New data from eBay shows two thirds (67%) of UK sellers said they started selling pre-owned goods last year to earn extra cash during the coronavirus pandemic.

According to the data, the average UK household has on average 31 items lying around the house that could be worth over £800, with people in the past year trying to make the most of this untapped economic opportunity.

The findings form part of a global Recommerce Report of eBay C2C sellers[1] illustrating attitudes and behaviours towards recommerce – the reselling of pre-owned goods. It reveals that the recommerce market is booming, experiencing both a big surge in supply and demand.

While some people took the opportunity to explore new pursuits during lockdown, selling and buying pre-owned goods has proved to be one of the outlets many turned to – including everything from second-hand fashion to upcycled homeware and refurbished electronics.

Brits are leading the way in the growth of the recommerce market, with 62% saying they sell more pre-owned goods now compared to 1-5 years ago – the highest across all markets surveyed. The report also demonstrates the growing importance of sustainability as a consideration in the buying and selling of second-hand products, with 32% of UK sellers saying the positive environmental impact is in their top two reasons for selling pre-owned items.

With many facing heightened financial pressures in lockdown, 81% of UK C2C sellers said they also bought pre-owned goods themselves, leading other markets including US (80%), Germany (79%) and France (69%), revealing that the trend for purchasing recycled products isn’t only being seen among shoppers, but by sellers alike. This reflects the trend towards a more circular economy, extending the life cycle of pre-loved goods. According to the report, Gen-Z is the generation playing the leading role in this space, with 81% of 16-24 year olds buying pre-owned more regularly in the last year.

Emma Grant, Head of Pre-loved, eBay UK, commented: “Not only does the growing recommerce market create economic opportunity for sellers and help customers shop more thriftly, but it’s also great to see the circular economy in action as our sellers promote more sustainable shopping habits. Recommerce has always been at the heart of eBay and supporting the transition to a more sustainability-conscious society is hugely important to us, while making sure both buyers and sellers benefit from the economic opportunity that we see it brings.”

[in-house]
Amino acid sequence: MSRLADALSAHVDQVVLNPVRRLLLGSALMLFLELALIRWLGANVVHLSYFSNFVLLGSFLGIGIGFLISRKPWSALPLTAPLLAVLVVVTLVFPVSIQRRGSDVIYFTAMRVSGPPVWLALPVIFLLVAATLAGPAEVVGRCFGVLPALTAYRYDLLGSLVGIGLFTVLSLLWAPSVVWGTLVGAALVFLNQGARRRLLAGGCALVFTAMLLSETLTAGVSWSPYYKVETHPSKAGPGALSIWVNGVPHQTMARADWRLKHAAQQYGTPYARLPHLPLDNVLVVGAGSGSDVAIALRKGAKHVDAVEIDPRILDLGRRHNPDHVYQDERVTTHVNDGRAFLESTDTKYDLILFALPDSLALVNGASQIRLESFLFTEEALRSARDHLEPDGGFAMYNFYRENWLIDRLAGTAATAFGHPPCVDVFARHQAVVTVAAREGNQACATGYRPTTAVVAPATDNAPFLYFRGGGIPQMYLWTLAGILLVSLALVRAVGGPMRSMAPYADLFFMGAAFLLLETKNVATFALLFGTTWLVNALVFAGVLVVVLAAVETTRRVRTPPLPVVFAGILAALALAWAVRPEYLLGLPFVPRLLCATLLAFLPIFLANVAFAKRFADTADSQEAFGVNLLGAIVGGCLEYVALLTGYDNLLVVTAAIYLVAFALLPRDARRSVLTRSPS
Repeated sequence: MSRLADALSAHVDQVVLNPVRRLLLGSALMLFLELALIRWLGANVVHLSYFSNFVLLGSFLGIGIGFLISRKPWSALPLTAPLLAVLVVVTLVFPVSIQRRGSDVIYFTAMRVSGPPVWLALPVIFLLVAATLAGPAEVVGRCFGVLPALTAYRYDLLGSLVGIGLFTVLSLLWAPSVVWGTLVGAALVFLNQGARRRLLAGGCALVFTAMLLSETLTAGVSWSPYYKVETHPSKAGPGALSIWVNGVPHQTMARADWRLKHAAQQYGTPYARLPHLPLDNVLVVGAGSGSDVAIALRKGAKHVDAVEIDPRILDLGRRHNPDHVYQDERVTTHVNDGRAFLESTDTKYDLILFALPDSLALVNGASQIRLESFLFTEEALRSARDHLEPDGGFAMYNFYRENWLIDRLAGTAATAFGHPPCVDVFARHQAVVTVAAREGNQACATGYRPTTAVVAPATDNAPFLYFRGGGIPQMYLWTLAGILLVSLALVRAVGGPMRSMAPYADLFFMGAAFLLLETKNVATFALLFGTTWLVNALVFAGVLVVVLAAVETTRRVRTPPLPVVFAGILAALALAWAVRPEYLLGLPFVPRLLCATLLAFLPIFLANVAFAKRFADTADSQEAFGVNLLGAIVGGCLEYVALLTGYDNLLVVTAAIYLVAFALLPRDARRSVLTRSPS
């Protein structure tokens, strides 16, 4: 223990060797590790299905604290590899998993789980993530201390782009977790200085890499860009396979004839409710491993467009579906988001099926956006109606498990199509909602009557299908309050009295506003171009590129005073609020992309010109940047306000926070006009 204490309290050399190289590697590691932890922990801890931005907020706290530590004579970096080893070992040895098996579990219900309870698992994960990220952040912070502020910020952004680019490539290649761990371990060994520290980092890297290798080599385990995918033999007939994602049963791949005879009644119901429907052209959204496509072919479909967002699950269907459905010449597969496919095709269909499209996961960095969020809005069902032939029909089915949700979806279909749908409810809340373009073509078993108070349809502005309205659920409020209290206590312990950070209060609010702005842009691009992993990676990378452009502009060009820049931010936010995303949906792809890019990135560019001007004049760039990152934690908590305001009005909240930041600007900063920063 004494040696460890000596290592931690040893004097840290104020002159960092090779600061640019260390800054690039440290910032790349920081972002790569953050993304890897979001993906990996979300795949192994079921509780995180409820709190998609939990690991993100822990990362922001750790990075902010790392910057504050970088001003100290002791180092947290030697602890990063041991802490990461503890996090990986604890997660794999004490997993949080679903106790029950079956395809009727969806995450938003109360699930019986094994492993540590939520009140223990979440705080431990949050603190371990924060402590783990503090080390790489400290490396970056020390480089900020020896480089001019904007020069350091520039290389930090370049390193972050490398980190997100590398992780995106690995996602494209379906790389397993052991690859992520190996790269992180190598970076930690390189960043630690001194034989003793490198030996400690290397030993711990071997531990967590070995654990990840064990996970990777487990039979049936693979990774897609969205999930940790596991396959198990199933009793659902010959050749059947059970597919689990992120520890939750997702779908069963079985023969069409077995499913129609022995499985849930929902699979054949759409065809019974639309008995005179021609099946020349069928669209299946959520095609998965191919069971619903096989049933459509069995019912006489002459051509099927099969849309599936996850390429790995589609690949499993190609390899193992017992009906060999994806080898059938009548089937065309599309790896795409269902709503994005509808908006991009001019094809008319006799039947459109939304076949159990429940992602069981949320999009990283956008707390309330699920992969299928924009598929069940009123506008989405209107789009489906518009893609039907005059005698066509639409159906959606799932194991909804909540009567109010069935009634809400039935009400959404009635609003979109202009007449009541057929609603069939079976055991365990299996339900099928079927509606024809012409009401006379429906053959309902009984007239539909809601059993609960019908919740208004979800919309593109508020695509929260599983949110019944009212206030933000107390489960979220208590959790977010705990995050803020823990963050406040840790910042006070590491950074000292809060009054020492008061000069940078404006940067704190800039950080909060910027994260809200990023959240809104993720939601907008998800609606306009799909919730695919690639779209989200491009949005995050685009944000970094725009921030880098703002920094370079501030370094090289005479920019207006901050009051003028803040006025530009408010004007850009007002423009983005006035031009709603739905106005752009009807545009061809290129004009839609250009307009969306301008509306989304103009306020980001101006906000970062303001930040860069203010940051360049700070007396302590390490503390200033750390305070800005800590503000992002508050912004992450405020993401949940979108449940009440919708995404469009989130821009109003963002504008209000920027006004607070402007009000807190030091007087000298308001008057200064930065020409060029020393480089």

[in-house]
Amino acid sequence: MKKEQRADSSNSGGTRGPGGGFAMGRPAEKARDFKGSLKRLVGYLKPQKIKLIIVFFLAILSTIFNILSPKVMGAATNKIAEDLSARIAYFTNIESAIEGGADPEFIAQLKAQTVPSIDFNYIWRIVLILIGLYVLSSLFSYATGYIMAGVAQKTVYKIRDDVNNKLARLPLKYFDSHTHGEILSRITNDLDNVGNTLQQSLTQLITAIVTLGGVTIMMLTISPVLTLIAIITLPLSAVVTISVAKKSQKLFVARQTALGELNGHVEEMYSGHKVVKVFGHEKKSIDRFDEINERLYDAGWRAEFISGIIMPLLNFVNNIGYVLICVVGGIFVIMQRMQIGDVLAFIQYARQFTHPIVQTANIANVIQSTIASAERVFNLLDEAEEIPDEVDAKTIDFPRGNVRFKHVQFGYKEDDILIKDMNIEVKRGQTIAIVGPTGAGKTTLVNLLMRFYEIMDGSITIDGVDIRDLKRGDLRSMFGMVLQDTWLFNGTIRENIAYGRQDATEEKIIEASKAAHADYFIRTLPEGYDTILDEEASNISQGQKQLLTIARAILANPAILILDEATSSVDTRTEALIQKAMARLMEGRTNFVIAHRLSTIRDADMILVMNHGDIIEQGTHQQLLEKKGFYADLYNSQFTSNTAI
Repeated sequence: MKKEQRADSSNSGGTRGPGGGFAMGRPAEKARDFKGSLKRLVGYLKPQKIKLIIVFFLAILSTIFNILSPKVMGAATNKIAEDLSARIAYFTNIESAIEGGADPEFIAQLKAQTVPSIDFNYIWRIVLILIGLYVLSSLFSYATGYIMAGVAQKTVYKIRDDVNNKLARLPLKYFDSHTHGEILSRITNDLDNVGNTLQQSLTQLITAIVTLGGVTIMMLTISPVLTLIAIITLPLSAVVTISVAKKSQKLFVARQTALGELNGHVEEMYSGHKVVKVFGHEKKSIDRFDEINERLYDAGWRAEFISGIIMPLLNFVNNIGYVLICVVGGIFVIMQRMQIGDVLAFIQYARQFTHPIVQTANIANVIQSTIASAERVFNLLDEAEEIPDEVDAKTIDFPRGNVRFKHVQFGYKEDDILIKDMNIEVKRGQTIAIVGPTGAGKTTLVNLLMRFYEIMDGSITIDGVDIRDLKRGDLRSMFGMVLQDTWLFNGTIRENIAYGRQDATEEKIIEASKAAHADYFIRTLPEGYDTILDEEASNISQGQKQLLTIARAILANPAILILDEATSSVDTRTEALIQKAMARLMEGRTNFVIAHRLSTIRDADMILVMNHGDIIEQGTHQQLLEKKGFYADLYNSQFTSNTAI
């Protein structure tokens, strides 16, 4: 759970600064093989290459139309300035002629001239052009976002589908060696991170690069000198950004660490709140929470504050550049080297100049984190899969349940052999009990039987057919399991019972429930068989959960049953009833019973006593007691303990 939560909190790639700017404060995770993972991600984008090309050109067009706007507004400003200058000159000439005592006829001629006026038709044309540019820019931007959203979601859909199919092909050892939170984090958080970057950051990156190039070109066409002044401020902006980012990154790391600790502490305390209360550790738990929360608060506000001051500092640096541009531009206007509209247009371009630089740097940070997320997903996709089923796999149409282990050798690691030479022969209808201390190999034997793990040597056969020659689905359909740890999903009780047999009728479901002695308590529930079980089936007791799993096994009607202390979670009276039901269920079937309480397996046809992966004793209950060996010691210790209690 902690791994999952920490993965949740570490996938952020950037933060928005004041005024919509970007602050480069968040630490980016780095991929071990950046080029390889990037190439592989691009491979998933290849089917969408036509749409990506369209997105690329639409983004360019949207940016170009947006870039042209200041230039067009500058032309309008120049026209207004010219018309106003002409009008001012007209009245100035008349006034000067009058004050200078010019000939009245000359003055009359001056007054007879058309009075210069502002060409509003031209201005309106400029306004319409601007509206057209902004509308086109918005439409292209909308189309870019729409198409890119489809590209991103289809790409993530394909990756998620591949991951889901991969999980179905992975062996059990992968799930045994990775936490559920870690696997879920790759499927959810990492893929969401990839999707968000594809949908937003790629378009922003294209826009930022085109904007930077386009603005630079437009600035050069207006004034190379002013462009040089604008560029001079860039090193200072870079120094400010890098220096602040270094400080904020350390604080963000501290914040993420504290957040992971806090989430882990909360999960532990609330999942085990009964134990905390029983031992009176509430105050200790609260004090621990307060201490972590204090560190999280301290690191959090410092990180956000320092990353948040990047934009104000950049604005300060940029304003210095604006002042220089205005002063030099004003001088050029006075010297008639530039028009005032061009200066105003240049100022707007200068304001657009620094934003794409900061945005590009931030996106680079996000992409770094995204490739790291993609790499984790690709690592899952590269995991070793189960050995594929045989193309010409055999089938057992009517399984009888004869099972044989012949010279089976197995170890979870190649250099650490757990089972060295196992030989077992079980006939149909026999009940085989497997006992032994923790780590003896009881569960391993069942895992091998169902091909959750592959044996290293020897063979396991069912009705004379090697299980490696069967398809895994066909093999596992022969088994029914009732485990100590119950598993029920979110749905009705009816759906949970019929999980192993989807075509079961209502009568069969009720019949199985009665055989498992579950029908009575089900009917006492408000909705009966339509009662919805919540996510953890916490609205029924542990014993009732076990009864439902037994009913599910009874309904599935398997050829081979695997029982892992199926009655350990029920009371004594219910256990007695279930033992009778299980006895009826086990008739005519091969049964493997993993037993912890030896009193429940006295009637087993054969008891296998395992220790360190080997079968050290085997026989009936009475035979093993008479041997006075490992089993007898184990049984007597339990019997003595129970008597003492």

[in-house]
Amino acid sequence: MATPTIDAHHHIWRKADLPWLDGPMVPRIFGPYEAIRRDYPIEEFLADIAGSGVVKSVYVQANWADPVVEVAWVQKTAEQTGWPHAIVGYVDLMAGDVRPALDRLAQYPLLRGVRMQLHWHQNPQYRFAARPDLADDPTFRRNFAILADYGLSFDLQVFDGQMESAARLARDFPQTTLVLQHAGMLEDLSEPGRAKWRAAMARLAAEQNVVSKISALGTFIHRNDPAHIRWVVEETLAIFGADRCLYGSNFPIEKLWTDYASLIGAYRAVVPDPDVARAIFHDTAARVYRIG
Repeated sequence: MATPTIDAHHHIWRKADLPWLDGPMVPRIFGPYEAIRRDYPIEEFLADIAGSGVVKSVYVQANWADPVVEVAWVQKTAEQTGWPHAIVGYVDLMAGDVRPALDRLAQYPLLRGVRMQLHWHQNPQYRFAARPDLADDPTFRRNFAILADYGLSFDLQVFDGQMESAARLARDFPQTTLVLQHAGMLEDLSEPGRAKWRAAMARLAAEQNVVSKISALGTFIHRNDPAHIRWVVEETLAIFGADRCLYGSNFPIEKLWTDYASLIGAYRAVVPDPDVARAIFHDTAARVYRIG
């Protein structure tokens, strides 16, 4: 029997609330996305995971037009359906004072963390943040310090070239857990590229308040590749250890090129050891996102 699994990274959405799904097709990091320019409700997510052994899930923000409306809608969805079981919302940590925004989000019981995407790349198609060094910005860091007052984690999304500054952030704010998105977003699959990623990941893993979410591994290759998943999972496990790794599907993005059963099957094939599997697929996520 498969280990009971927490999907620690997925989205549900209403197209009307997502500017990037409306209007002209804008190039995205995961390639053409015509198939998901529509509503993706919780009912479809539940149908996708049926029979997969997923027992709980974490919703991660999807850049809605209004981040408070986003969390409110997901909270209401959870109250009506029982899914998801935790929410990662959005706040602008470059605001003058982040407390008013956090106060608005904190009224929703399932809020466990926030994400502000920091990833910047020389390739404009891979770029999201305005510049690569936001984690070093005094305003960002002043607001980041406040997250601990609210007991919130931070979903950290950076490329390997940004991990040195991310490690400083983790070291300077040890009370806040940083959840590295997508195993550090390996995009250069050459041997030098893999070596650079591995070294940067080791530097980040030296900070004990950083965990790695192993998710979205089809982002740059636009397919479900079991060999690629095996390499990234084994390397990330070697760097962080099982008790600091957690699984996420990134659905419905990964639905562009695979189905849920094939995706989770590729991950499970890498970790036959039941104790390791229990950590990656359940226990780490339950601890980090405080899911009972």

Jake Harris, Owner of Into Music, commented: “I’ve always had an interest in preloved instruments and as a music student, eBay was my best friend for buying equipment! So, when I was looking for a way to make some extra money, it made sense to start repairing and selling preloved instruments myself. I started by refurbishing a drum set I bought at a car boot sale and then selling it on to a budding drummer on eBay. I quickly noticed there was huge demand, and very few sellers seemingly fulfilling this niche. From there, I took the plunge and turned my hobby into a business, sourcing stock from up and down the country.

By encouraging responsible consumption through the resale of items, eBay and its marketplace community is helping to keep items out of landfill and preserve the world’s finite resources. In the past year alone, eBay globally has conserved an additional 720,000 metric tons of carbon emissions through people selling their pre-owned electronics and apparel through the platform. In total, eBay has avoided 3 million metric tons of carbon emissions since 2016.

Globally, eBay has set a new commitment that by 2025, it will create $3 billion in positive economic impacts and avoid 3 million metric tons of carbon emissions through people selling their pre-owned electronics and apparel on eBay.

eBay has also partnered with renowned creator and stylist, Bay Garnett, and are also sponsoring the second season of her popular podcast ‘This Old Thing.’  Launched last week, the first episode is available to stream across all major platforms every Tuesday.

[1] C2C means that both the sellers and buyers are consumers instead of businesses.

May 2023 issue

2023 A1 Buyers Guide